Previous studies have shown that Vpx from SIVsm and HIV-2 are able to bind SAMHD1 directly in order to promote its degradation (Hrecka et al., 2011; Laguette et al., 2011). To determine if the diverse Vpr proteins that degrade SAMHD1 also antagonize through protein-protein interactions, we performed co-immunoprecipitations. As the immunoprecipitation was directed against SAMHD1, the proteasome inhibitor MG132 was added to the cells in an attempt to prevent degradation of SAMHD1. Consistent with our degradation results, we found that SIVdeb Vpr co-immunoprecipitates with SAMHD1 from De Brazza's monkeys (Figure 2C). Similarly, we found that SIVagm Vpr binds AGM SAMHD1. The AGM-SAMHD-1 Vpr complexes, but not the SIVdeb Vpr, also interacted with the Cul4 ubiquitin ligase complex protein, DDB1 (Figure 2C), which is consistent with the mechanism previously shown for degradation of human SAMHHD1 by HIV-2 Vpx (Bergamaschi et al., 2009; Sharova et al., 2008). In contrast, SIVmnd1 Vpr did not bind to Mandrill SAMHD1 (Figure 2C), indicating that only Vprs that degrade SAMHD1 are able to bind SAMHD1. As the degradation of De Brazza's SAMHD1 was not rescued by MG132, and SIVdeb Vpr was not found to interact with DDB1 by SAMHD1 co-immunoprecipitation, this may suggest an alternate means of degradation by SIVdeb Vpr. However, this is most likely not representative of this clade of vpr, as we found that degradation by the related SIVmus Vpr to be rescued by MG132 and that SIVmus Vpr interacts with DDB1 in a SAMHD1 complex (data not shown). Thus, the ability of Vpr to cause degradation of SAMHD1 correlates with its ability to bind SAMHD1 and is conserved with the known mechanism of Vpx interaction with SAMHD1.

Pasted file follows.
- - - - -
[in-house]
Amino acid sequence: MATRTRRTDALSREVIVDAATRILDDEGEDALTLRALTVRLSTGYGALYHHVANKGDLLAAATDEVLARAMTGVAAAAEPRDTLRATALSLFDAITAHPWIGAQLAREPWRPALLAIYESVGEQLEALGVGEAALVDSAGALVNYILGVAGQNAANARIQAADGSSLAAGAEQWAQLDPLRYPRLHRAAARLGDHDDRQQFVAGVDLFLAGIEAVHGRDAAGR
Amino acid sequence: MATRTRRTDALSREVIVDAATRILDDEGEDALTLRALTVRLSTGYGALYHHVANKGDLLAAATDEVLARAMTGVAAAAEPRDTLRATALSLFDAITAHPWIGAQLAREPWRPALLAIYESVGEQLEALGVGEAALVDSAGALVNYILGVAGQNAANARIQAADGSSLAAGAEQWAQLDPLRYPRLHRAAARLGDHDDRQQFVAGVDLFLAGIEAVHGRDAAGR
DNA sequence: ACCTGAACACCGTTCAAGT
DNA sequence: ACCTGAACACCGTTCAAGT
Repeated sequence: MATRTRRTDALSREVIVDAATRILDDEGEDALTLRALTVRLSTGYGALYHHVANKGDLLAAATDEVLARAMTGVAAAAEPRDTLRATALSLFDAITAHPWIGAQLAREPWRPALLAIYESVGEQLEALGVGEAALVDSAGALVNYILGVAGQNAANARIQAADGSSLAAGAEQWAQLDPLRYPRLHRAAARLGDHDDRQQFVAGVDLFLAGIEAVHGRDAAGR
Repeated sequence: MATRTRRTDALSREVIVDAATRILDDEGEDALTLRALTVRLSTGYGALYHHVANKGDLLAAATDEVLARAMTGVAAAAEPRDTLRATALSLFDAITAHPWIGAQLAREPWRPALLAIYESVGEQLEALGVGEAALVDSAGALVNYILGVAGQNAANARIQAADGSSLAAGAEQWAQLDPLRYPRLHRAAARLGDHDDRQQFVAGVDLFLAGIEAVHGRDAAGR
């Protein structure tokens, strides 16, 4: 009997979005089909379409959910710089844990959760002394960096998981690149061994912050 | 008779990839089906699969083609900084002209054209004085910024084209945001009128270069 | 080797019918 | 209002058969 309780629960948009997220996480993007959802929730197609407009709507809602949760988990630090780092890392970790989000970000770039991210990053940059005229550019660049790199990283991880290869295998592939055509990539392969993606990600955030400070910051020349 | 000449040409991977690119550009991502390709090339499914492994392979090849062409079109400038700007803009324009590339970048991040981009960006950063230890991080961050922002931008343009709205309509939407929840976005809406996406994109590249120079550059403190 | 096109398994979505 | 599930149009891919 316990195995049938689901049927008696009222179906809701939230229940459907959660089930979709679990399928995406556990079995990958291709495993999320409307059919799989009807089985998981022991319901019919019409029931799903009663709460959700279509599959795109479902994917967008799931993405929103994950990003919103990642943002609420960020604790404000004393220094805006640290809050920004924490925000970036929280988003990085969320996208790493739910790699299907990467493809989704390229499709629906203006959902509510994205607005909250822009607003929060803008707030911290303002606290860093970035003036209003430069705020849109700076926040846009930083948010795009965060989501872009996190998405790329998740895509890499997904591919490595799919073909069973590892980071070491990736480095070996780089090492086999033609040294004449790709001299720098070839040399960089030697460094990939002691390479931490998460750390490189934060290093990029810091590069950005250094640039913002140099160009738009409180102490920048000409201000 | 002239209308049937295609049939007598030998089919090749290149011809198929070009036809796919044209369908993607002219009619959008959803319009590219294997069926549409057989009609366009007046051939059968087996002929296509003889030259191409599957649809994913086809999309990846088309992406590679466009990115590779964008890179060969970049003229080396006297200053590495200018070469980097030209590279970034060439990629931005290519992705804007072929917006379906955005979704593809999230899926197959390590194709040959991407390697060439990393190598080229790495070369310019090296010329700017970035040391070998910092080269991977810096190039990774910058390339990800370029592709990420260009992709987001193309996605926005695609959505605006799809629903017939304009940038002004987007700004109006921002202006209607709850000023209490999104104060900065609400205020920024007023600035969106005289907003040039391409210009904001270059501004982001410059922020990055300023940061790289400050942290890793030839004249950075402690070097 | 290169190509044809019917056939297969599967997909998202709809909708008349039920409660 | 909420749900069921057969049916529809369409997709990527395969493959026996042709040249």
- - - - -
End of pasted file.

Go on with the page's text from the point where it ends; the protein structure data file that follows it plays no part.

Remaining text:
One key to the question of whether antagonism of a host protein by a viral protein is ancient or recent is to determine the selective pressures that have shaped the host protein evolution. Therefore, we looked if SAMHD1 is under positive selection by sequencing the coding region of SAMHD1 from 31 primate species representing approximately 40 million years of evolutionary divergence (Figure 3A). The phylogeny constructed from the primate SAMHD1 sequences was congruent with the generally accepted primate species phylogeny (Perelman et al., 2011), confirming that the sequences are orthologous. We found that there was strong evidence of recurrent positive selection on SAMHD1 during primate evolution (Figure 3B, P < 0.001), and this conclusion was corroborated with other methods (Figure S2A). This signature of positive selection clearly stemmed from the Old World monkeys (OWM) clade (p < 0.001), as neither New World monkeys (NWM) (p > 0.19) or hominoids (p > 0.35) clades showed significant evidence of positive selection. The lack of positive selection in NWM or hominoids was not a result of low statistical power from limited evolutionary depth as the tree length (number of substitutions per codon) of the NWM clade (0.20) and hominoid clade (0.15) was greater than that of the OWM clade (0.13).
In order to investigate the selective pressures across the different primate lineages, we calculated the omega ratio (dN/dS) along each branch by performing a free ratio analysis using PAML, where omega (dN/dS) ratios > 1 are indicative of positive selection (Figure 3A and Figure S2B). Aside from OWM, only the branch leading to orangutans had statistically significant dN/dS > 1 (Figure S2C). Strikingly, SAMHD1 has evolved by positive selection in multiple branches of the OWM subfamily Cercopithecinae (Figure 3A, Figure S2D). This suggests that the most dramatic signatures of recurrent positive selection are exhibited by members of the Cercopithecinae primate subfamily, and occurred after this lineage split from the Colobinae subfamily.